By Casey Liss
Multi-Award Winning

A Valentine’s Day surprise happened to me yesterday: something exciting was called to my attention:

Callsheet has won an Editor’s Choice award in the App Store!!

I couldn’t can’t believe my eyes.

Look at it!

Editors' Choice award summary

I’m not sure exactly when this landed, but I’m absolutely overjoyed about it.

As an added bonus, it shows up in search results too:

Callsheet search result with Editors' Choice logo

I’m not sure who at Apple made this selection, but know I’m forever thankful to you. 💙

Thanks to this, and the Upgradie, Callsheet is now a multi-award winning app. That’s pretty great. 😊

A Vision

This is my desk, today. Captured in situ, which is to say, messy as it always is:

A messy desktop with 3× 5K monitors upon it.

Upon it, from left-to-right:

  • A LG UltraFine 5K that was graciously given to me
    This monitor lives on my desk in the winter and is mostly used on the back porch in summer.
  • An Apple Studio Display
  • A LG UltraFine 5K that I bought secondhand from a podcaster friend

This is, by my count, 44,236,800 pixels of real estate[1]. I could absolutely get my work done in a single 5K display. I’ve found over the last couple years that I prefer to use 2× 5K. And if I have another just sitting around during the winter, why not add a third? It’s a bit overkill, but, #yolo.

Having all this space lets me spread out while I do my work. I organize things by display, and generally, it’s something like this:

  • Left: Things I don’t look at often, like mail/RSS/mastodon, as well as general-purpose browsing
  • Center: Xcode & iOS Simulator
  • Right: Git, documentation, Safari for research purposes. I also use a second Space (virtual desktop) here which runs Slack and Messages in split-screen.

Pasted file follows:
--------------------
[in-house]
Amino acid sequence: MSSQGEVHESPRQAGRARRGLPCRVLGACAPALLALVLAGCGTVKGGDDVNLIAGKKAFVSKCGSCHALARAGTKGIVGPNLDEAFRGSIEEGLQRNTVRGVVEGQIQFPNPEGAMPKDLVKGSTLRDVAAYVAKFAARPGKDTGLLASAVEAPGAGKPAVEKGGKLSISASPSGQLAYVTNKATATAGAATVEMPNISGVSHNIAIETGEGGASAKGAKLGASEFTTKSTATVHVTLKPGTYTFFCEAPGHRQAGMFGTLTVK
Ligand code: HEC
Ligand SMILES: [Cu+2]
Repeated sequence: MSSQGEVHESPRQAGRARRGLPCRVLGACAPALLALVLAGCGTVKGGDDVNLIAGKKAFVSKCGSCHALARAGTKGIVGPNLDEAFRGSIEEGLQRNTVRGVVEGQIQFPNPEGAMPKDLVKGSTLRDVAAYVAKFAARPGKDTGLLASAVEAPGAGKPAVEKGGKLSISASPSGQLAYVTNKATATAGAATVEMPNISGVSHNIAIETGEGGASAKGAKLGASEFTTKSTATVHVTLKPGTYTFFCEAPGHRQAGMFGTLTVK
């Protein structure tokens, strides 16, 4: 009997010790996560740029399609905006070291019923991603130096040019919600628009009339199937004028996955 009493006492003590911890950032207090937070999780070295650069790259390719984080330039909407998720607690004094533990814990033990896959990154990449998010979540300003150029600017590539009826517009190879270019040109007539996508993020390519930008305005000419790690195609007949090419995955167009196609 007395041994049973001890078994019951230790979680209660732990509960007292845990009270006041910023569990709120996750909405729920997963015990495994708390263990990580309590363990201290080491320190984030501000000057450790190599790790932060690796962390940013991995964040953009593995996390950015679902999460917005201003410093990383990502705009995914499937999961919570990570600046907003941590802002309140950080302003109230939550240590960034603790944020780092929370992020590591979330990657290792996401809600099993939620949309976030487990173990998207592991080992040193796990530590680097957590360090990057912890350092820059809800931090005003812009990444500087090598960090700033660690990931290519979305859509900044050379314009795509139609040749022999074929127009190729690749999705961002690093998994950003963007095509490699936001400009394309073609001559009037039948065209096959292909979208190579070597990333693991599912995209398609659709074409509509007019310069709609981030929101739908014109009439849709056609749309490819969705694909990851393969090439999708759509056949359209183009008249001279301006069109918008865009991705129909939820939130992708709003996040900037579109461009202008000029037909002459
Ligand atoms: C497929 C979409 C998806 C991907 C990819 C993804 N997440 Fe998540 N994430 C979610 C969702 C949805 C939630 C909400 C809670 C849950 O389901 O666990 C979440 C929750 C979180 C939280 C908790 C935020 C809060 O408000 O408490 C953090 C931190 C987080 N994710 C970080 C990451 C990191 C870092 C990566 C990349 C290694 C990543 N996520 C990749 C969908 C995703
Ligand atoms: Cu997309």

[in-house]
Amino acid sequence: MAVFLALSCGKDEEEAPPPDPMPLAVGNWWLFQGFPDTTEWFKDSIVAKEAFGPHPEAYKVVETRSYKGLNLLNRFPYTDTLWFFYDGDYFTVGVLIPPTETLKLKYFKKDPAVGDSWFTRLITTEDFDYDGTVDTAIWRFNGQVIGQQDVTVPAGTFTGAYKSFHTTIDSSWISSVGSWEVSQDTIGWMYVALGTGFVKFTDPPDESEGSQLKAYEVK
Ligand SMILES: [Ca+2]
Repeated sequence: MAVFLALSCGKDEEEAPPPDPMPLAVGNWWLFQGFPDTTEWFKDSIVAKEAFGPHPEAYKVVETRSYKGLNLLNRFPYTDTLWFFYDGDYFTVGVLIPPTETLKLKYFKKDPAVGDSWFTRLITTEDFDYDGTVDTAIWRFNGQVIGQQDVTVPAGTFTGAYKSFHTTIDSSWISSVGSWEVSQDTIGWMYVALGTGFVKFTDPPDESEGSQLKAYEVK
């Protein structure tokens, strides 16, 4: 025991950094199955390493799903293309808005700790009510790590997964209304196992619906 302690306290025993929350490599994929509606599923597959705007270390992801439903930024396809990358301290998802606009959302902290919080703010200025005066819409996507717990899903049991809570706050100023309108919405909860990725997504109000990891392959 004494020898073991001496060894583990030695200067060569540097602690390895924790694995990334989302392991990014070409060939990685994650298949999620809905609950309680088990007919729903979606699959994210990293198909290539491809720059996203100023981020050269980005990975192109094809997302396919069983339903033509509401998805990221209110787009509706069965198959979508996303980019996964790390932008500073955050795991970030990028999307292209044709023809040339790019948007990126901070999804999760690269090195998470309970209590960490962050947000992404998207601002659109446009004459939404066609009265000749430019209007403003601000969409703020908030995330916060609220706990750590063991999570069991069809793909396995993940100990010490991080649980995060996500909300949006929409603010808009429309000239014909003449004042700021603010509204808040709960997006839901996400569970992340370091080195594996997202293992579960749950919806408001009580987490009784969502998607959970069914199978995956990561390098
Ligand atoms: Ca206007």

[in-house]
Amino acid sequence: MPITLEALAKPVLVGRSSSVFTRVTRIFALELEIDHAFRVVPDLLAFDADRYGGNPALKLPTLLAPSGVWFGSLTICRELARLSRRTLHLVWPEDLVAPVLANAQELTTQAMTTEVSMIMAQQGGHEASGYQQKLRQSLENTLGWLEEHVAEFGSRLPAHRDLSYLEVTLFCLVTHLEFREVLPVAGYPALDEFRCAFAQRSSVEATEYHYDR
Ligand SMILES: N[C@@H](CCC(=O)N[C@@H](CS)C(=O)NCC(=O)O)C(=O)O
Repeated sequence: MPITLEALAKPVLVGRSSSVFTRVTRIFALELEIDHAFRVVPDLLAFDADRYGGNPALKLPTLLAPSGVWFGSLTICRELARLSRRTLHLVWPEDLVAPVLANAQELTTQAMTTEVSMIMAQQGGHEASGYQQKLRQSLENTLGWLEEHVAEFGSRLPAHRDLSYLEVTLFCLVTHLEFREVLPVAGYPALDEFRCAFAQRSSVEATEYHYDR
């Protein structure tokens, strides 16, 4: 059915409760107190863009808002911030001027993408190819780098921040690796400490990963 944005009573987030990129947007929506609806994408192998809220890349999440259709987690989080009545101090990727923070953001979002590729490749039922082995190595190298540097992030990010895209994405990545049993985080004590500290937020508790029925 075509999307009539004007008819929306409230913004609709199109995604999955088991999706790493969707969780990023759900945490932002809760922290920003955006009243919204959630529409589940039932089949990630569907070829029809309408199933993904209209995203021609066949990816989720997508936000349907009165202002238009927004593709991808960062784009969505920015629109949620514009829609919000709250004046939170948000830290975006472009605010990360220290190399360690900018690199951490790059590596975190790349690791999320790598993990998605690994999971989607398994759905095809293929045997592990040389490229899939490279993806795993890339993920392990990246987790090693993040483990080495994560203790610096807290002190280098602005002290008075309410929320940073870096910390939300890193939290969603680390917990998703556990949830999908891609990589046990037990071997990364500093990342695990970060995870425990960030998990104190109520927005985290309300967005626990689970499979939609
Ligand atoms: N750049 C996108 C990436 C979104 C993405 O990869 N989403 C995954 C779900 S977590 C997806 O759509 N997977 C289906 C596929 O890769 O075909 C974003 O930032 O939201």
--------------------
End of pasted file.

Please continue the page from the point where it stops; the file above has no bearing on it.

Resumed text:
I love this setup, until I leave it. Much like independent workers who are “unemployable” after enjoying just a few months of indie life[2], I feel hamstrung when I work elsewhere. Which I like to do at least once a week. I have stopgap measures, but they’re not great.

As I write this, we are a week-and-a-day away from consumers getting their hands on Apple Vision Pro. This ludicrously expensive device seems to be much like the Apple Watch — it has an ostensible purpose, but nobody really knows what consumers will actually do with it. For the Apple Watch, the purpose was fitness (or notification triage). For Apple Vision Pro, it’s entertainment, at least to start.

In thinking about where an Apple Vision Pro will fit in my life, I kept coming up short. I suspect it will be the best device in the house upon which I could watch a movie — quite a bit better than even my LG C9 and my beloved Sonos home theatre. However, watching something on Apple Vision Pro is an inherently solitary endeavor. My family can’t watch the movie I’m watching when it’s being blasted directly into my eyeballs.

I can absolutely imagine Apple Vision Pro being a phenomenal device when used on planes or trains. For better and for worse, I just don’t have the occasion to do so particularly frequently. I have made one plane journey since 2019, and one train journey.[3]

Standalone, I’m not entirely convinced Apple Vision Pro is for me. While I’m sure I’ll enjoy the rare occasions I get to use it without snubbing those around me, I don’t see those situations as being frequent enough to justify the considerable price tag.

Over the last week or so, as I debate how silly it was for me to preorder an Apple Vision Pro, I’ve found myself growing more and more excited about receiving it. This is unusual for me with Apple products, where I usually have an immediate crash of enthusiasm after a purchase. Not quite buyer’s remorse, as much as “oh, well, that’s done”. With Apple Vision Pro, I find my enthusiasm and excitement is 📈. Why?

It’s because my perspective has changed.

I remain mostly ho-hum about Apple Vision Pro as an entertainment device. Not because I doubt its capabilities — far from it. More because I just don’t have the occasion for a lot of solo media consumption today, so why would tomorrow be any different? It’s not you, it’s me.